Sunday, December 22, 2013

Impossible Victory - Rorke's Drift 22-23 January 1879

The majority of military historians, as well as a lot of movie buffs, are very familiar with the 1964 classic adventure film “ZULU”, including the cast of, Stanley Baker, Michael Caine (first significant role), Zulu Chief Mangosuthu Buthelezi (a graduate of Sandhurst, playing Zulu King Cetewayo), Jack Hawkins, Ulla Jacobsson, Nigel Green, as well as others. Richard Burton gave the initial and  final narration in the movie.

Although taking some of the normally expected liberties of film writers and cinematographers, the movie presents a reasonably accurate reenactment of one of the most famous actions of the British Army at Rorke’s Drift, Natal Province, South Africa, 22-23 January 1879. Both the battle and the movie are extensively chronicled on the internet.

A classic contemporary painting of the Battle of Rorke's Drift
by Alphonse de Neville depicting the majority of the
 principal British participants during the heat of the action

A contemporary photograph of the storehouse taken shortly
 after the battle

The restored storehouse at Rorke's Drift as it stands today

As will be seen later in this blog page, approximately 141 men (All ranks), principally of B Company, 2nd Bn, 24th (2nd Warwickshire) Regiment of Foot (later the South Wales Borders) fought off approximately 4000 to 4500 Zulu warriors, primarily the InDluyengwe, uThulwana, inDondo and uDloko Regiments, under the command of Zulu Prince Dabulamanzi Kamapande (Induna). The British and Native forces were commanded by Lieut John Rouse Marriott Chard (RE), O.C. and Lieut Gonville Bromhead, 24th of Foot (all but totally deaf), played by Baker and Caine respectively in the movie. Both officers received the Victoria Cross. The following photograph is of the actual Victoria Cross and South African Medal 1879 awarded to Lieut Chard, which temporarily resides on loan at the Museum of the Royal Welsh (Brecon).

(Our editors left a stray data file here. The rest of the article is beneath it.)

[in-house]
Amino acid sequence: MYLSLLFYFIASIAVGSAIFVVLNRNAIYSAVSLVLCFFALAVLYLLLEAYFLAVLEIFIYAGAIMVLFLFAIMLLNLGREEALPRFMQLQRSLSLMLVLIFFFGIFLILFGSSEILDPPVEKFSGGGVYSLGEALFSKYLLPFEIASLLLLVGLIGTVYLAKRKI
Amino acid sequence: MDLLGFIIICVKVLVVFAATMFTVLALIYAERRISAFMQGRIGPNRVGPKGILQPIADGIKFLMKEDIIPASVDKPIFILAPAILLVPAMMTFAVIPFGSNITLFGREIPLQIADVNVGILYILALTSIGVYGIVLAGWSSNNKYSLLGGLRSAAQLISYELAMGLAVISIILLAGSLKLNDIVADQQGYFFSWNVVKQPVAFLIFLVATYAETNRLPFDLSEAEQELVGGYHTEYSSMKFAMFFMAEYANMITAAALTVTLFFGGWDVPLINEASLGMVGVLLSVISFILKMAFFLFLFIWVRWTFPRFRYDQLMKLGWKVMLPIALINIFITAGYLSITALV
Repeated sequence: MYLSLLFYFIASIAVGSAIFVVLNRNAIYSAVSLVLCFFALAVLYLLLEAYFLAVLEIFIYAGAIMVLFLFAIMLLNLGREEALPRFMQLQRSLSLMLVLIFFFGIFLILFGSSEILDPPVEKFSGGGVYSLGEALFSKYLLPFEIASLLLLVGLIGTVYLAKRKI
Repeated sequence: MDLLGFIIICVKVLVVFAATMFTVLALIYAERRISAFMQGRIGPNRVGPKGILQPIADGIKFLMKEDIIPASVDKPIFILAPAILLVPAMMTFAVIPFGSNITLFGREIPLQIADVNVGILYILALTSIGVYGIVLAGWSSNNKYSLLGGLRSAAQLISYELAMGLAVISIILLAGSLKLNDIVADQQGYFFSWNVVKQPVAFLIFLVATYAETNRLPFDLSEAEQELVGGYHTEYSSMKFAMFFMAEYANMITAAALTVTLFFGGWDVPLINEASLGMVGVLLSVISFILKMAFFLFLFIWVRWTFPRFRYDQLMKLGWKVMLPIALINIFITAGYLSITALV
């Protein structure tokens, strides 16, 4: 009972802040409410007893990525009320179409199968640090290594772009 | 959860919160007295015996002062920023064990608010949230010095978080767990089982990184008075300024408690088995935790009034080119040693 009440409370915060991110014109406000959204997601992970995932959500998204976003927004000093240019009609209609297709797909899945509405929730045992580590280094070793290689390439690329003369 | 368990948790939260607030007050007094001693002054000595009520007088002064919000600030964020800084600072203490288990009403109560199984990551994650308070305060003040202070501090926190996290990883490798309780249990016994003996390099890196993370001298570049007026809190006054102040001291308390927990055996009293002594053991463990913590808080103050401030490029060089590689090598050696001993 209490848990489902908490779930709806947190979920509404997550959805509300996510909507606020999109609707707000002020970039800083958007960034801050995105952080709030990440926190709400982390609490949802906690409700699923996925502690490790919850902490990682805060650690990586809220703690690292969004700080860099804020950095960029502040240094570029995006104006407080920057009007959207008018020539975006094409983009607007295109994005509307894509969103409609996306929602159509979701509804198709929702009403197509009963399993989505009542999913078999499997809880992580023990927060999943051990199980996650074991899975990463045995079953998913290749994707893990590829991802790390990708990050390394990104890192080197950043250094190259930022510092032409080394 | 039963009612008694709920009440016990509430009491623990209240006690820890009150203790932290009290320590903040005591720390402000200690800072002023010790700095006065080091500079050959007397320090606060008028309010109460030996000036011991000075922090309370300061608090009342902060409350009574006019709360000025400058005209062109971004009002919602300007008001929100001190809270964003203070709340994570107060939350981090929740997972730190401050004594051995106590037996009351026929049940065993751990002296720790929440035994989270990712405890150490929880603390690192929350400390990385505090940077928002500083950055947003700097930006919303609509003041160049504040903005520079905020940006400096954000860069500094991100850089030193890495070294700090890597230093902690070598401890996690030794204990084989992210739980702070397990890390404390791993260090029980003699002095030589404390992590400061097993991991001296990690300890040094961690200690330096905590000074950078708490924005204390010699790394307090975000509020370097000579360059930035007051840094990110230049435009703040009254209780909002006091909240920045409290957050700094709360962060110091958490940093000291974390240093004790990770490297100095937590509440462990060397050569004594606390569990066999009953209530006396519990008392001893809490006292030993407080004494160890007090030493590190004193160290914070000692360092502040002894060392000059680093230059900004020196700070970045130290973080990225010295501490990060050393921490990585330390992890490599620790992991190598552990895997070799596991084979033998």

The battle stands singular in British military history in that an unsurpassed record number of 11 Victoria Crosses were awarded to the defenders of the mission station, Rorke’s Drift. While not receiving the VC for his exemplary performance of duty Colour Sergeant Frank Bourne received the Distinguished Conduct Medal and was offered a battlefield commission. He refused the commission because he didn't think that he deserved it. Subsequently he rose through the ranks retiring as a Lieut-Colonel in 1907.

As is the case in any military action, no single factor can be cited for the successful defense. However, the following factors have been identified as major contributors:

The British forces were in a condensed (small area) defensive position. The Zulu forces could only engage a limited number of attackers around the perimeter, which had been hurriedly defended with improvised barricades of mealie bags and heavy biscuit boxes. This precluded the Zulu forces from exercising their decided advantage of mass numbers (a ratio of 45 to 1), which they had just done earlier in the day, annihilating more than 1500 British and Native troops deployed on open ground at the disastrous battle of Isandhlwana.